You probably reckon you know about all the best metal festivals but you’ve almost certainly never heard of Eistnaflug. No, that wasn’t a sneeze. Vasilis Panagiotopoulos travelled to the east of Iceland to witness the eighth installment of this awesome festival.
Neskaupstaður is a small town built on the fringes of an isolated fjord that lies 700km from Reykjavík. Steep mountains, endless green valleys, persistent fog and inhospitable seashores complete the imposing Icelandic scenery. The 24-hour daylight adds to the location’s mesmerising wilderness. Such an unconventional and extreme destination is home to a fittingly extreme event: Eistnaflug – Iceland’s prime heavy rock and metal festival.
Eistnaflug started out in 2005 like as a friends’ gathering with a line up of 11 bands and was attended by merely 100 people. Festival organiser Stefán Magnússon remembers: “It all started when my family and I moved to Neskaupstaður in 2004. We noticed that there were no metal events – and nothing else for that matter – happening on the eastern coast of Iceland. So then I called my friends in local bands like Sólstafir, Innvortis and Momentum and decided to organise something here.” How did the name come up? Magnússon explains: “It’s basically a joke. There is another festival taking place in the area called Neistaflug, meaning Icelandic for flying sparks. I cunningly flipped the letters around calling it Eistnaflug, which translates into ‘flying balls’!”
In the years to come Eistnaflug grew steadily. Former lineups have included big names such as the likes of Napalm Death, Tyrant and Triptykon. Nowadays it has become a much bigger affair attracting more than 1,500 fans of heavy rock and metal from all over Iceland and boasting a lineup of over 40 acts.
Many of the Icelandic bands play regularly, underlining the very strong community feeling within the local metal community. Guitarist in alternative rockers Hellvar, Elvar Geir Sævarsson observed: “I like playing Eistnaflug because the audience is so passionate here. Having to travel such a long way to come to the festival excludes all the assholes. No asshole would travel for such a long time just to see his favourite band for half an hour.”
The festival takes place in a seaside venue called Egilsbud combined with a number of gigs in a warehouse-turned-into-venue suitably named the Mayhemisphere. In the course of three days, Thrash Hits saw numerous brilliant noise-makers (and some admittedly not-so-brilliant…) while indulging ourselves with local kick-ass liquor Brennivín.
Here are our favourites from the weekend:
Beneath – Facebook
Beneath managed to create some buzz in 2009 by winning the Icelandic finals of Wacken Open Air Metal Battle and becoming the first Icelandic band to perform at the festival. They specialise in technical black metal and successfully delivered a staggering and claustrophobic 45-minute set. I look forward to their first full-length album to be released soon.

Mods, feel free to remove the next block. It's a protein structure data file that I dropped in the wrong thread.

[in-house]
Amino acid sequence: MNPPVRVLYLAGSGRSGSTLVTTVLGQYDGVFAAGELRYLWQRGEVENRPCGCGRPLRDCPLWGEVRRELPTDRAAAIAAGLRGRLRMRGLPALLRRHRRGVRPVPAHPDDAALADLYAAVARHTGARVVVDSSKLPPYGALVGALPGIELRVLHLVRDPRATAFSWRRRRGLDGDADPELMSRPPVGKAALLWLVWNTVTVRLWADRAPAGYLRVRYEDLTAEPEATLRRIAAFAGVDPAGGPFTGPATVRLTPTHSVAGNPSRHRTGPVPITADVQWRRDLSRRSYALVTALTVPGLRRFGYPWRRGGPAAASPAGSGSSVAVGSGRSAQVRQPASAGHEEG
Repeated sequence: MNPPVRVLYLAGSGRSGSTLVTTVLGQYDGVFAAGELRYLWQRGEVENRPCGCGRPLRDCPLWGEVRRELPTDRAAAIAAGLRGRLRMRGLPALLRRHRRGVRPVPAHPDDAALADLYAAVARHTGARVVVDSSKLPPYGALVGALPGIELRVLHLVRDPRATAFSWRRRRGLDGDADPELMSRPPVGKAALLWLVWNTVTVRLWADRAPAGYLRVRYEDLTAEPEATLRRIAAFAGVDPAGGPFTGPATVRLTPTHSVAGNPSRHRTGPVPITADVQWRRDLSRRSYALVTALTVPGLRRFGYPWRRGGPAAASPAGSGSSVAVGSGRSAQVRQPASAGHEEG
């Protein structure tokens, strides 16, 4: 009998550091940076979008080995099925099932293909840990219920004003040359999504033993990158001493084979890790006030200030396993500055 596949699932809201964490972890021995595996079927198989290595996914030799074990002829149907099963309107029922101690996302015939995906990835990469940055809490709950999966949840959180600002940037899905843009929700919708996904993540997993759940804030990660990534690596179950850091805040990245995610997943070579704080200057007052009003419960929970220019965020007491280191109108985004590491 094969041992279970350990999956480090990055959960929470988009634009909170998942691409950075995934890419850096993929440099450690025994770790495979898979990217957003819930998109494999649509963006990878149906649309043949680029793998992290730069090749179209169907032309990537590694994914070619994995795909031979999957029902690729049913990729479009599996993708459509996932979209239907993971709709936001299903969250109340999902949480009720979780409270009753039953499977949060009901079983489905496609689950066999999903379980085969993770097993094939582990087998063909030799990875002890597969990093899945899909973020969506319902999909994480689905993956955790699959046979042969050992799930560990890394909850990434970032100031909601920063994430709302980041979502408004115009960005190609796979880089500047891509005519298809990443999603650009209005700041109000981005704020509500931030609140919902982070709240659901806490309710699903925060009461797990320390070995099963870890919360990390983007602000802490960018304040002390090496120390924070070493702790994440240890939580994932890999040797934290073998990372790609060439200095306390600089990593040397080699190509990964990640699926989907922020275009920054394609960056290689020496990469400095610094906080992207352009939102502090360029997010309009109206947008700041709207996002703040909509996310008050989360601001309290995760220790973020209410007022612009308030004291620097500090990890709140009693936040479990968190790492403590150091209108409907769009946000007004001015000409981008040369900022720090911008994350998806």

Sólstafir – Album review: Svartir Sandar
Sólstafir are one of Iceland’s most accomplished heavy acts. Their Thursday headline show was absolutely packed. The band presented their eclectic blend of dark rock with psychedelic elements (long arrangements, e-bows, saxophones etc.) and were in great shape. Aðalbjörn Tryggvason’s distinctive voice added to a triumphant performance.
Muck – Future Hits
Post-hardcore specialists Muck were definitely amongst the best bands at Eistnaflug this year. They used dynamics very cleverly, while avoiding the use of unnecessary guitar pedals. The winning recipe was completed with well-thought out arrangements and riffs.
Skálmöld – Facebook
For some strange reason Icelanders have only now discovered epic folk-metal. Having said that Skálmöld are superb representatives of the kind, complete with huge choruses and Blackmore-esque solos. The band were greeted with an equally epic reception by an ecstatic audience that turned the room into a giant screaming sauna. If Viking metal is your cup of tea, then Skálmöld won’t disappoint you.
Cephalic Carnage – Facebook
Everybody was gearing up for the much-awaited headliners: technical deathgrinders Cephalic Carnage. After having travelled for so long the seasoned US extremists were finally onstage. The sonic assault that followed turned the whole floor into a giant mosh pit. Singer Lenzig Leal boasted: “You guys are brutal!” After their gig Cephalic Carnage guitarist Steve Goldberg enthused: “This was one of the top three shows I’ve ever played! The kids go crazy here. I’ve wondering how could it be some many people in a small town like this at a metal show like this… it just blew my expectations!“
Further festival highlights included the ridiculously young and extremely talented hard/stoner rockers The Vintage Caravan, reformed local hardcore legends I Adapt, melodic thrashers Synarchy from the Faroe Islands and female-fronted alternative punk-rockers Hellvar.
Eistnaflug 2012 is now over. Looking back at it organiser Stefán Magnússon summed up: “In the beginning the locals thought that we would tear the town apart. They were just watching us behind their closed curtains… They were scared! And then they’ve seen how peaceful metal fans are. Now they love it! I’m really happy how things are turning out…”